II: Lookie Lookie who is no longer a rookie
The LA Rams truly seemed to redshirt rookie players in 2020, particularly those who played on the offensive side of the ball. There are plenty of logical reasons to do so, and we can touch base on those in a moment. But the general overall reason is simply that rookies have a lot of new stuff to weave into their lives, and the Rams process allows them to pull playing time into their career when they are ready, not simply shove spoonfuls of snaps into them until they can’t take it anymore.
Los Angeles Rams
Complexity is a relative term. If you’ve no foundation or experience in a task, everything is complex. The more you do something, and the more alike a new process is to the performed tasks, the less complex something becomes. If you have ever learned a foreign language, you may recognize that the first steps focus upon enabling the student to say simple everyday sentences. Phrases like “How are you?” can be mastered quickly, but become the building blocks for more complex sentences and phrases to learn later.
Van Jefferson has graduated from his beginner’s NFL course and is moving on to intermediate. That is huge because he is no longer crawling in this Rams offense. This year, he has his pilot’s license, and will not be cleared to fly down the field. It’s a great setup for the young man because he can play in all three receiver positions. That versatility gives him the ability to step into any spot on the offense. And after a full NFL season, and thanks to the full training camp this year, he will be completely prepared to fulfill any role given to him in the offense.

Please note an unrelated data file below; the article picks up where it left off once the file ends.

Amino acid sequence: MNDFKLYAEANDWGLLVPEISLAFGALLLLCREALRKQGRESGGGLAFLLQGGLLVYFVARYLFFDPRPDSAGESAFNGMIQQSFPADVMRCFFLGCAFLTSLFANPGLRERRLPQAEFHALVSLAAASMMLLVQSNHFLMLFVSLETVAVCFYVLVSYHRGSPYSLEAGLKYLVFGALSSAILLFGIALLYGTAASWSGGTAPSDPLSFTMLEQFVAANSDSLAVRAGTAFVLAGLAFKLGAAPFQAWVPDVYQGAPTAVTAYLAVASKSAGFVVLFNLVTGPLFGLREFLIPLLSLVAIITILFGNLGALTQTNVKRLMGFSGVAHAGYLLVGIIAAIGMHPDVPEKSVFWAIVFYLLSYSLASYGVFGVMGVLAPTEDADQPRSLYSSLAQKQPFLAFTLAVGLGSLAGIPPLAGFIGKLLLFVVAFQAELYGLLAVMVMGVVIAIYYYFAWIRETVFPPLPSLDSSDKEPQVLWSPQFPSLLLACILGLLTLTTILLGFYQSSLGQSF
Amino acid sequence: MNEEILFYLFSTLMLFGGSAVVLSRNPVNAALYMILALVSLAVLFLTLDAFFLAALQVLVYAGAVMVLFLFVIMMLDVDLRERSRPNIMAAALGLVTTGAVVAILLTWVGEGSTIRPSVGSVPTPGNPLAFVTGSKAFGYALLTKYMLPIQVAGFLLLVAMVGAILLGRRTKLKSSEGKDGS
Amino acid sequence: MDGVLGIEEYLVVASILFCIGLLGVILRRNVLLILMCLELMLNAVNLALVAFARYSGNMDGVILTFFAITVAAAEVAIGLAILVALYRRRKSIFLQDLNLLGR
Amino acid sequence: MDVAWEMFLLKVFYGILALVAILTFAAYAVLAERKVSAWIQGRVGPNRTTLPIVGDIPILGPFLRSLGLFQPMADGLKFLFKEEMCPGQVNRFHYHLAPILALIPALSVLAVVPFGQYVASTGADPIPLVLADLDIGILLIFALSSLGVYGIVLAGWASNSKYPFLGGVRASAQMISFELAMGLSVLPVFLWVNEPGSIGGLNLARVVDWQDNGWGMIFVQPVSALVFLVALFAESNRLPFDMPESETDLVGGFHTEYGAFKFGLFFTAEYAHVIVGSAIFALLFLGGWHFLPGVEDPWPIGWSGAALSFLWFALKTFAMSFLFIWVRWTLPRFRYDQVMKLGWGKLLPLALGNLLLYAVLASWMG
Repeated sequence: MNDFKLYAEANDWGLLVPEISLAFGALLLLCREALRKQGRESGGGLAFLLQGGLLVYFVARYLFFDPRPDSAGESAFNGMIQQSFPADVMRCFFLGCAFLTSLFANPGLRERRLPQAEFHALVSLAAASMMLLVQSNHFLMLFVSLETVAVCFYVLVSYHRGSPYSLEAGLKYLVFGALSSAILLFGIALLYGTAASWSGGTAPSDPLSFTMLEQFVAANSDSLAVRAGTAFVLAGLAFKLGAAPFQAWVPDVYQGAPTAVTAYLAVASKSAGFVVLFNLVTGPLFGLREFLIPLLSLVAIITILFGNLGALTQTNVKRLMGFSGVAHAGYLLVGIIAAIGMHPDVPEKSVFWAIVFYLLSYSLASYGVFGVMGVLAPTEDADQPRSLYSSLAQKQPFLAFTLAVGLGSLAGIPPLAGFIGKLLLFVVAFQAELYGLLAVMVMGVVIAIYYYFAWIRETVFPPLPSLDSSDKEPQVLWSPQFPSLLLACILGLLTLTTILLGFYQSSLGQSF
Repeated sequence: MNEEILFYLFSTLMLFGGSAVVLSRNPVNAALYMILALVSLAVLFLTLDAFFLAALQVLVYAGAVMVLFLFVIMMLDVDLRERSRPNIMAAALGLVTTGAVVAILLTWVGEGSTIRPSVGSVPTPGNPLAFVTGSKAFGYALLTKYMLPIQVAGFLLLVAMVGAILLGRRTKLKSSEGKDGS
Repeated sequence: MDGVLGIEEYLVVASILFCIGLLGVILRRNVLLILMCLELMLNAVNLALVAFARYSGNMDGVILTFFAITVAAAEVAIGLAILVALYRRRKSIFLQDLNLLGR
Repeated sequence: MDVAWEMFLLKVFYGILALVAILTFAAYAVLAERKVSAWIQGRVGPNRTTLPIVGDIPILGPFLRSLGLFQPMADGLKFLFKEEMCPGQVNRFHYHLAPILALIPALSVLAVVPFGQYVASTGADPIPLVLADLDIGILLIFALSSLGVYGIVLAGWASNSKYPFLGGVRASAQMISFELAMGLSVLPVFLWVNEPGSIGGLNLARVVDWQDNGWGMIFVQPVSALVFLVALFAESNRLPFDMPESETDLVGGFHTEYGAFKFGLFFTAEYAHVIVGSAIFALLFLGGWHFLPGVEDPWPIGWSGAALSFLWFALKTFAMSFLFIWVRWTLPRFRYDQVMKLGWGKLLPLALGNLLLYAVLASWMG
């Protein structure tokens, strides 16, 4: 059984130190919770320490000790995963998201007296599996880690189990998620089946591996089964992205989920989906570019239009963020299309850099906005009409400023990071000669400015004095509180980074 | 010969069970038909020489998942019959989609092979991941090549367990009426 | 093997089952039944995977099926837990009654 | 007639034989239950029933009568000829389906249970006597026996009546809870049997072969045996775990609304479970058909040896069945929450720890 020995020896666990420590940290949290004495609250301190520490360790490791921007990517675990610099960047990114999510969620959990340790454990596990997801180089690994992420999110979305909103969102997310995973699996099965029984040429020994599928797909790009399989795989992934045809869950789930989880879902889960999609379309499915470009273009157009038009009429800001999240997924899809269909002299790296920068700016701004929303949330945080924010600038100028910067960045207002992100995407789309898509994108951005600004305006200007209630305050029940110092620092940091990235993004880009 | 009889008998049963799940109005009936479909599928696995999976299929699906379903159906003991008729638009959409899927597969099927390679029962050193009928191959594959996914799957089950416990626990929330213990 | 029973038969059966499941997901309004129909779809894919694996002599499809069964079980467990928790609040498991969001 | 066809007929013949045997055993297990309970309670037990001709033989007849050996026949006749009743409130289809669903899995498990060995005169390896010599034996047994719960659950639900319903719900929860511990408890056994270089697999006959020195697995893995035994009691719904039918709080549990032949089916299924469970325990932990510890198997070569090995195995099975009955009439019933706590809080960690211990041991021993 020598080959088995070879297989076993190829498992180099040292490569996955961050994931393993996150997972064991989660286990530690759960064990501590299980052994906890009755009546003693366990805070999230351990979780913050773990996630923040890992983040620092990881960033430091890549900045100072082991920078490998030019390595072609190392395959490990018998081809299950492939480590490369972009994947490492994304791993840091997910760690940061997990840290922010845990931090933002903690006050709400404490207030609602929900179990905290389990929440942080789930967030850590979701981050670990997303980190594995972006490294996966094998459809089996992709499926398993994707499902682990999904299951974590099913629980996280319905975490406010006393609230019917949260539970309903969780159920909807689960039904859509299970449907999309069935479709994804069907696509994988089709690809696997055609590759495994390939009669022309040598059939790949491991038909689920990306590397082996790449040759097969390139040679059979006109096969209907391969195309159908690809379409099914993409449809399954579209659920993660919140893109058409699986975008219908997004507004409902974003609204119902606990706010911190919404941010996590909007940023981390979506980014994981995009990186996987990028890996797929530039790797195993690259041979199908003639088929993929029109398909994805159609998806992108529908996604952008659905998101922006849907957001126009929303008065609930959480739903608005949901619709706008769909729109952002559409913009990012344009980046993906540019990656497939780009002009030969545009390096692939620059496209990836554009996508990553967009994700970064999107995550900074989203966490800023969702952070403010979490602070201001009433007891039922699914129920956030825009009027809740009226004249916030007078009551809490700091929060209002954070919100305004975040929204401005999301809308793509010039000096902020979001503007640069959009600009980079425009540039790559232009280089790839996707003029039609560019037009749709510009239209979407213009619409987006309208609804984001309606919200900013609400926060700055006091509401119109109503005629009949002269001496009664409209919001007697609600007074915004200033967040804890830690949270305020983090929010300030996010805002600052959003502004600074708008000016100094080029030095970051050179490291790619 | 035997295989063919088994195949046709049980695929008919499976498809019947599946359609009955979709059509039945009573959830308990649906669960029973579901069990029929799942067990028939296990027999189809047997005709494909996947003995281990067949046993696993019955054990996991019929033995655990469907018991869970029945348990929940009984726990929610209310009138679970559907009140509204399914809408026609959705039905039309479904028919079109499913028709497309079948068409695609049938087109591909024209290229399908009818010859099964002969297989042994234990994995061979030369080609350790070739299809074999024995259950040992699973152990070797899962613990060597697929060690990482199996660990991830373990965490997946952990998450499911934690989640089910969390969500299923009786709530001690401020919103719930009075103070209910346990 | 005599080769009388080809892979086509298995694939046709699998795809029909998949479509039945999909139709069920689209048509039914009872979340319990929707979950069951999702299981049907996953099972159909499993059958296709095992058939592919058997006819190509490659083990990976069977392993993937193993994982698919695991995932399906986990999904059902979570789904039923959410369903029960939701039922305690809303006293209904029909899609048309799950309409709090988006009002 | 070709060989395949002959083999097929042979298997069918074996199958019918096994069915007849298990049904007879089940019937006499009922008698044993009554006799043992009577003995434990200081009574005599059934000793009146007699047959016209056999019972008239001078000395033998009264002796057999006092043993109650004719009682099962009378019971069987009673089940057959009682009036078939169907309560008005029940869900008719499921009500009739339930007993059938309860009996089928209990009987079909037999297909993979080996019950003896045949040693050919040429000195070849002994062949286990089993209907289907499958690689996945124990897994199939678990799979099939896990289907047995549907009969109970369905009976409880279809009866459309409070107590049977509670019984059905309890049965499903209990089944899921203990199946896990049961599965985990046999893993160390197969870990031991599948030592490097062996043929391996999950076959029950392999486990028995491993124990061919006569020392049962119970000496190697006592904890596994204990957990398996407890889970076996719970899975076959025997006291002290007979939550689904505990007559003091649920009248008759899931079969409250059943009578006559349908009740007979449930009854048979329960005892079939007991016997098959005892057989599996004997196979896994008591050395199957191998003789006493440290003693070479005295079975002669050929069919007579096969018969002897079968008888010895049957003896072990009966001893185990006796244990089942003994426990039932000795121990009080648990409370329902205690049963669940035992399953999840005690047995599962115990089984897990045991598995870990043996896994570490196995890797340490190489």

Jefferson has all of the right stuff to make a lot of noise in this LA Rams offense. He plays with a very similar style to teammates Robert Woods and Cooper Kupp but is just a shade different. He displayed NFL star potential in the 2020 Reese Senior Bowl, much like Washington receiver Terry McLaurin showcased in the 2019 Reese Senior Bowl. And yes, we’ve called on him as the potential for 1000+ yards receiving for the past two years. Why would we possibly double down on the same misdirected optimism?